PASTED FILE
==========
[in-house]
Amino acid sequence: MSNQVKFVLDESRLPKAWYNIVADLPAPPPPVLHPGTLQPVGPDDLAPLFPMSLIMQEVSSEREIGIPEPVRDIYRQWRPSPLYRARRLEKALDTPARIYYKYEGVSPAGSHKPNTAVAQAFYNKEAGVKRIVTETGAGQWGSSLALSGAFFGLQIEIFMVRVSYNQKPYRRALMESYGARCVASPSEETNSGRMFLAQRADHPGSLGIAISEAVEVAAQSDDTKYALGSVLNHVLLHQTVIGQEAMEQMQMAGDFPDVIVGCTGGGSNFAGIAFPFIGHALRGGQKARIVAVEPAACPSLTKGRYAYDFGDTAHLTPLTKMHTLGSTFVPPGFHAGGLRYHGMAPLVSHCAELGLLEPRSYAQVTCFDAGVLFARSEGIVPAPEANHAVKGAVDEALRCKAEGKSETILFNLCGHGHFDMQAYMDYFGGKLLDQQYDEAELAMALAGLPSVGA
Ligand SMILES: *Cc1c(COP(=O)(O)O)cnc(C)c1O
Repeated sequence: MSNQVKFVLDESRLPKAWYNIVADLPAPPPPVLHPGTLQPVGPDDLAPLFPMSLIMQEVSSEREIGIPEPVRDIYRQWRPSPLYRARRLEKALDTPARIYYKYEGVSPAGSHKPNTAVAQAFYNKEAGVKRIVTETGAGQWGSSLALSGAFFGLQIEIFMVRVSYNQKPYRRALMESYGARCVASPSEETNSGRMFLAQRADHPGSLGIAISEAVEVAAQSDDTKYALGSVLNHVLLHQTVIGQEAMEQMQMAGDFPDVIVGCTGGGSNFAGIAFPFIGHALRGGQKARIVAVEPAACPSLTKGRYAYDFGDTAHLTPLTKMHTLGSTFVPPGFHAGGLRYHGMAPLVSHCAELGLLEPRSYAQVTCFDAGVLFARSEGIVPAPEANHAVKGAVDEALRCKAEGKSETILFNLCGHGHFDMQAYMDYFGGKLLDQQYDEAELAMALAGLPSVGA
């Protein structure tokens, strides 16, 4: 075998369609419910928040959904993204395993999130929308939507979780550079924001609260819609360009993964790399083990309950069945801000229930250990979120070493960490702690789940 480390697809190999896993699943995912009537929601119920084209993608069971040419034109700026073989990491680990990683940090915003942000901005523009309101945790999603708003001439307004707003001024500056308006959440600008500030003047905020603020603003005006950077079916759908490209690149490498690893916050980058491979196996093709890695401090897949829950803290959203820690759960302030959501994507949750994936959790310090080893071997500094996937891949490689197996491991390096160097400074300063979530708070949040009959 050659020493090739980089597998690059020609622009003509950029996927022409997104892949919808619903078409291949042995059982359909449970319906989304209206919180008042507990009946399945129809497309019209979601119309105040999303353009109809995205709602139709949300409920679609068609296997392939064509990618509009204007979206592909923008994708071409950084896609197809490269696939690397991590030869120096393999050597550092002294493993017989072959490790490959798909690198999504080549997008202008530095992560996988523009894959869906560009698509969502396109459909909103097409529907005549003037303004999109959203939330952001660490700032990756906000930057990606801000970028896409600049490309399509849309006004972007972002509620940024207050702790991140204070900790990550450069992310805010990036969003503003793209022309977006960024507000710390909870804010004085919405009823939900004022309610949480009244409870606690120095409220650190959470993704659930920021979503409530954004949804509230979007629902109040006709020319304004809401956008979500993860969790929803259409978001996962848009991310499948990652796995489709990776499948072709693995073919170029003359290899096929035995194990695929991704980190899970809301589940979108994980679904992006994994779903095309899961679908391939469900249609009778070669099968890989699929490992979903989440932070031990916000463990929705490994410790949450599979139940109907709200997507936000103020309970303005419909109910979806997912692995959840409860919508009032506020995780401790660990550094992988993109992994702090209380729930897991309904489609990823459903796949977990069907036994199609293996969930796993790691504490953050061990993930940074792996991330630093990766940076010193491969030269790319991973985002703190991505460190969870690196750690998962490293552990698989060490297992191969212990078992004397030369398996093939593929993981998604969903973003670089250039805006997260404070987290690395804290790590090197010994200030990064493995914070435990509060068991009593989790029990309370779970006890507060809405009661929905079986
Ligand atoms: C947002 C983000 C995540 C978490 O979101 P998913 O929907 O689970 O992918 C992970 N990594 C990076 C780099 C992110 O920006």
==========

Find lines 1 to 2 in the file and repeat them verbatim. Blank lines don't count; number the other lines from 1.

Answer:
[in-house]
Amino acid sequence: MSNQVKFVLDESRLPKAWYNIVADLPAPPPPVLHPGTLQPVGPDDLAPLFPMSLIMQEVSSEREIGIPEPVRDIYRQWRPSPLYRARRLEKALDTPARIYYKYEGVSPAGSHKPNTAVAQAFYNKEAGVKRIVTETGAGQWGSSLALSGAFFGLQIEIFMVRVSYNQKPYRRALMESYGARCVASPSEETNSGRMFLAQRADHPGSLGIAISEAVEVAAQSDDTKYALGSVLNHVLLHQTVIGQEAMEQMQMAGDFPDVIVGCTGGGSNFAGIAFPFIGHALRGGQKARIVAVEPAACPSLTKGRYAYDFGDTAHLTPLTKMHTLGSTFVPPGFHAGGLRYHGMAPLVSHCAELGLLEPRSYAQVTCFDAGVLFARSEGIVPAPEANHAVKGAVDEALRCKAEGKSETILFNLCGHGHFDMQAYMDYFGGKLLDQQYDEAELAMALAGLPSVGA